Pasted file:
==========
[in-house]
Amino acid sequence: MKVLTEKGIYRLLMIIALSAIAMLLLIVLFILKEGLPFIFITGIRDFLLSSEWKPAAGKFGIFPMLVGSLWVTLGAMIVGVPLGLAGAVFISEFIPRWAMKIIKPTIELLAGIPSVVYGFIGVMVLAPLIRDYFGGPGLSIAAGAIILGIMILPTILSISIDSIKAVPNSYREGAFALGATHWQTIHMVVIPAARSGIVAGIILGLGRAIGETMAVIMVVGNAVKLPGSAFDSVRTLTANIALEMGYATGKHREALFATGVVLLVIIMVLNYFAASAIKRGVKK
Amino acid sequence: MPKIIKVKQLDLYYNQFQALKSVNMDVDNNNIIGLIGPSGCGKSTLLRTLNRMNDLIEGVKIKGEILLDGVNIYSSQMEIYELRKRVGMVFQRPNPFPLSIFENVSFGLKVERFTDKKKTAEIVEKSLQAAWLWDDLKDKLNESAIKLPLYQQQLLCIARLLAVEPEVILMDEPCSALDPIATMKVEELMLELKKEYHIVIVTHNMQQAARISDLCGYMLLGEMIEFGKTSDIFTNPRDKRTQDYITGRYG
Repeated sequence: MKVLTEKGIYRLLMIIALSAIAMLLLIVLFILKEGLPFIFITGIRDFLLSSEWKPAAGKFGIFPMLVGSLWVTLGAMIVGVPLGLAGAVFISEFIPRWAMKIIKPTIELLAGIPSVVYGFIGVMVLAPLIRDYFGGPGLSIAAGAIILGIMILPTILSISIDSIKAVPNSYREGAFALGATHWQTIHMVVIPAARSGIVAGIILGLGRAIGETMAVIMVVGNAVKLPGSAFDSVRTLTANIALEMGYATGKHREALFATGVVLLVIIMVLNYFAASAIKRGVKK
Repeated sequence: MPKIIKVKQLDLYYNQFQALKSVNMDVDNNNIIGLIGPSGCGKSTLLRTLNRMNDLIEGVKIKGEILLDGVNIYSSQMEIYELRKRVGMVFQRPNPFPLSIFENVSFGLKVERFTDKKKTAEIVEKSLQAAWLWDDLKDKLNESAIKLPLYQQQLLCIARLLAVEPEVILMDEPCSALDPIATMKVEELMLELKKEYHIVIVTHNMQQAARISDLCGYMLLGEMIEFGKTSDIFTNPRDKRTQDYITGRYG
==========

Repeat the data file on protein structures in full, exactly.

[in-house]
Amino acid sequence: MKVLTEKGIYRLLMIIALSAIAMLLLIVLFILKEGLPFIFITGIRDFLLSSEWKPAAGKFGIFPMLVGSLWVTLGAMIVGVPLGLAGAVFISEFIPRWAMKIIKPTIELLAGIPSVVYGFIGVMVLAPLIRDYFGGPGLSIAAGAIILGIMILPTILSISIDSIKAVPNSYREGAFALGATHWQTIHMVVIPAARSGIVAGIILGLGRAIGETMAVIMVVGNAVKLPGSAFDSVRTLTANIALEMGYATGKHREALFATGVVLLVIIMVLNYFAASAIKRGVKK
Amino acid sequence: MPKIIKVKQLDLYYNQFQALKSVNMDVDNNNIIGLIGPSGCGKSTLLRTLNRMNDLIEGVKIKGEILLDGVNIYSSQMEIYELRKRVGMVFQRPNPFPLSIFENVSFGLKVERFTDKKKTAEIVEKSLQAAWLWDDLKDKLNESAIKLPLYQQQLLCIARLLAVEPEVILMDEPCSALDPIATMKVEELMLELKKEYHIVIVTHNMQQAARISDLCGYMLLGEMIEFGKTSDIFTNPRDKRTQDYITGRYG
Repeated sequence: MKVLTEKGIYRLLMIIALSAIAMLLLIVLFILKEGLPFIFITGIRDFLLSSEWKPAAGKFGIFPMLVGSLWVTLGAMIVGVPLGLAGAVFISEFIPRWAMKIIKPTIELLAGIPSVVYGFIGVMVLAPLIRDYFGGPGLSIAAGAIILGIMILPTILSISIDSIKAVPNSYREGAFALGATHWQTIHMVVIPAARSGIVAGIILGLGRAIGETMAVIMVVGNAVKLPGSAFDSVRTLTANIALEMGYATGKHREALFATGVVLLVIIMVLNYFAASAIKRGVKK
Repeated sequence: MPKIIKVKQLDLYYNQFQALKSVNMDVDNNNIIGLIGPSGCGKSTLLRTLNRMNDLIEGVKIKGEILLDGVNIYSSQMEIYELRKRVGMVFQRPNPFPLSIFENVSFGLKVERFTDKKKTAEIVEKSLQAAWLWDDLKDKLNESAIKLPLYQQQLLCIARLLAVEPEVILMDEPCSALDPIATMKVEELMLELKKEYHIVIVTHNMQQAARISDLCGYMLLGEMIEFGKTSDIFTNPRDKRTQDYITGRYG